Large organizations have many workers, each with different access requirements across multiple systems and applications. Rapid changes in both the organization's needs and the application mix, combined with regulatory and internal control requirements, necessitate rapid provisioning of new access and reliable deactivation of no-longer-needed security rights.
IAM systems are intended to streamline and secure enterprise-wide access administration by consolidating identity lifecycle processes into a shared infrastructure.
Previous approaches to consolidated user administration have focused on constructing and maintaining a formal model of user privileges, including roles and rules, that predicts what accounts and rights should be assigned to any given user, based on user classification and other identity attributes.
In real-world deployments, formal models have not scaled well, because many users are unique and consequently there is no leverage to be gained by grouping them into roles or generalizing their access rights with rules. Indeed, role engineering projects are often abandoned or severely curtailed after significant effort and expense.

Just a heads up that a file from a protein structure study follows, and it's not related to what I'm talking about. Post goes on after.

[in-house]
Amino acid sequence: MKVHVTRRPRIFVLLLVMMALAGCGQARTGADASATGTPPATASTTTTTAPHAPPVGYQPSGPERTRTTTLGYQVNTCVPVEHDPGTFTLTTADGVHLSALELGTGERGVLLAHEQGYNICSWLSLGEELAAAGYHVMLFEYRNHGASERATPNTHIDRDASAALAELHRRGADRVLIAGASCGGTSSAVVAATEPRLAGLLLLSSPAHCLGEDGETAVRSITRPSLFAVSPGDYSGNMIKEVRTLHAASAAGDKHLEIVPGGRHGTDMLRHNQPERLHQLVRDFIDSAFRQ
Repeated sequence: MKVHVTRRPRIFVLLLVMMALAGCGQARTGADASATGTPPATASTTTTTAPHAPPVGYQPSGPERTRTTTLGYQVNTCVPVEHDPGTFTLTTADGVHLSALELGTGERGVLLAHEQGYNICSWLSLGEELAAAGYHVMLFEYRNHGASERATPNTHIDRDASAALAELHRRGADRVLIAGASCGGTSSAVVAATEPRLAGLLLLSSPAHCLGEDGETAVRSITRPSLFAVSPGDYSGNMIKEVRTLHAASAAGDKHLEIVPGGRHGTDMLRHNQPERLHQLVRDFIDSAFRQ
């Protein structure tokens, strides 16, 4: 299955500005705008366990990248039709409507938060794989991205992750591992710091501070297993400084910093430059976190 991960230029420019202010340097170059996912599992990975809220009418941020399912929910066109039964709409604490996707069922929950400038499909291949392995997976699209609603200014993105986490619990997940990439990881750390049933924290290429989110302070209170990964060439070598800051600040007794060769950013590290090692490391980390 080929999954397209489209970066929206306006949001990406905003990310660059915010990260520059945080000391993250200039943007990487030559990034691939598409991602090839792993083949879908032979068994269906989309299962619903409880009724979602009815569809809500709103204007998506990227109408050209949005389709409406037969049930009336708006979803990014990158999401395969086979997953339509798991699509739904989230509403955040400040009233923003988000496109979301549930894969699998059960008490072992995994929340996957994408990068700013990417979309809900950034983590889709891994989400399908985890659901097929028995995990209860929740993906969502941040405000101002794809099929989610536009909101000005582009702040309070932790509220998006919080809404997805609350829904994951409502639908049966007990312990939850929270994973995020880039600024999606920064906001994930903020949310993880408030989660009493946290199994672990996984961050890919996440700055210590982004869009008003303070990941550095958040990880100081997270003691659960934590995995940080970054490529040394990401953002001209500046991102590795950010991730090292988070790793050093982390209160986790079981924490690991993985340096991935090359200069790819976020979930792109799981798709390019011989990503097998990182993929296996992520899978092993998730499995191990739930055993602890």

This document introduces a strategy for large-scale enterprise user administration. A traditional pre-defined role-based approach can practically be applied only to standard, static roles. The strategy offered in this document offers a complementing approach to automated privileges management for unique and/or dynamic roles. It is based on user-issued access requests combined with periodic audits.
Using this approach, new privileges are granted to users in response to user-entered requests, rather than being predicted by an automatic privilege model. Excessive user privileges are periodically identified and cleaned up using a distributed, interactive user rights review and certification process.
The remainder of this document is organized as follows:
An introduction to privilege modeling as a strategy for automated user administration.
Where privilege modeling does work in practical deployments, where it doesn't and why.
A strategy to user administration is introduced, based on user-submitted requests for new and changed privileges. A periodic access certification process is also introduced, to address the problem of privilege accumulation.